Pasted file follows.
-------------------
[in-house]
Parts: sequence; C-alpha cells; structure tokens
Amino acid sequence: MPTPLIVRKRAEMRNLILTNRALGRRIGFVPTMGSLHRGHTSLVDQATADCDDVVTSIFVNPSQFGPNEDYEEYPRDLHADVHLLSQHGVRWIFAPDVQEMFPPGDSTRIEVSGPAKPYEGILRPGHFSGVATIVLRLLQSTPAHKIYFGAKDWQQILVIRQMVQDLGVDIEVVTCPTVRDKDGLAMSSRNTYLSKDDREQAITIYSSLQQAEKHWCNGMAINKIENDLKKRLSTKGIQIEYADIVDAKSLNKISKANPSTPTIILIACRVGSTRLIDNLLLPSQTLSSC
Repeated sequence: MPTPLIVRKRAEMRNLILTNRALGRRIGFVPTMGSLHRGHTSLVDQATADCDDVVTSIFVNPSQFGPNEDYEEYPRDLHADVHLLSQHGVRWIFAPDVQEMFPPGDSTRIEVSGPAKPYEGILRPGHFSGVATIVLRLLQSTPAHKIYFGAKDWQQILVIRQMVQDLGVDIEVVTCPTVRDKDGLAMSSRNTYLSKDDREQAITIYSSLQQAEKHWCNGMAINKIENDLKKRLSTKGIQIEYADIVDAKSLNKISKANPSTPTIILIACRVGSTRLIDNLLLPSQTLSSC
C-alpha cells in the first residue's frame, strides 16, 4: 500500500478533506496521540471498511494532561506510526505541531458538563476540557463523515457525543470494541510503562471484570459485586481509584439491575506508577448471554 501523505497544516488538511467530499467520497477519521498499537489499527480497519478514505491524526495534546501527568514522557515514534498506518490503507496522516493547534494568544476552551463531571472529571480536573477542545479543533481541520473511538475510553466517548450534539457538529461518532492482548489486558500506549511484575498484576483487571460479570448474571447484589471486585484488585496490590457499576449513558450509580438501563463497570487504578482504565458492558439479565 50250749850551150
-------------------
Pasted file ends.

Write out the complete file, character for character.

[in-house]
Parts: sequence; C-alpha cells; structure tokens
Amino acid sequence: MPTPLIVRKRAEMRNLILTNRALGRRIGFVPTMGSLHRGHTSLVDQATADCDDVVTSIFVNPSQFGPNEDYEEYPRDLHADVHLLSQHGVRWIFAPDVQEMFPPGDSTRIEVSGPAKPYEGILRPGHFSGVATIVLRLLQSTPAHKIYFGAKDWQQILVIRQMVQDLGVDIEVVTCPTVRDKDGLAMSSRNTYLSKDDREQAITIYSSLQQAEKHWCNGMAINKIENDLKKRLSTKGIQIEYADIVDAKSLNKISKANPSTPTIILIACRVGSTRLIDNLLLPSQTLSSC
Repeated sequence: MPTPLIVRKRAEMRNLILTNRALGRRIGFVPTMGSLHRGHTSLVDQATADCDDVVTSIFVNPSQFGPNEDYEEYPRDLHADVHLLSQHGVRWIFAPDVQEMFPPGDSTRIEVSGPAKPYEGILRPGHFSGVATIVLRLLQSTPAHKIYFGAKDWQQILVIRQMVQDLGVDIEVVTCPTVRDKDGLAMSSRNTYLSKDDREQAITIYSSLQQAEKHWCNGMAINKIENDLKKRLSTKGIQIEYADIVDAKSLNKISKANPSTPTIILIACRVGSTRLIDNLLLPSQTLSSC
C-alpha cells in the first residue's frame, strides 16, 4: 500500500478533506496521540471498511494532561506510526505541531458538563476540557463523515457525543470494541510503562471484570459485586481509584439491575506508577448471554 501523505497544516488538511467530499467520497477519521498499537489499527480497519478514505491524526495534546501527568514522557515514534498506518490503507496522516493547534494568544476552551463531571472529571480536573477542545479543533481541520473511538475510553466517548450534539457538529461518532492482548489486558500506549511484575498484576483487571460479570448474571447484589471486585484488585496490590457499576449513558450509580438501563463497570487504578482504565458492558439479565 50250749850551150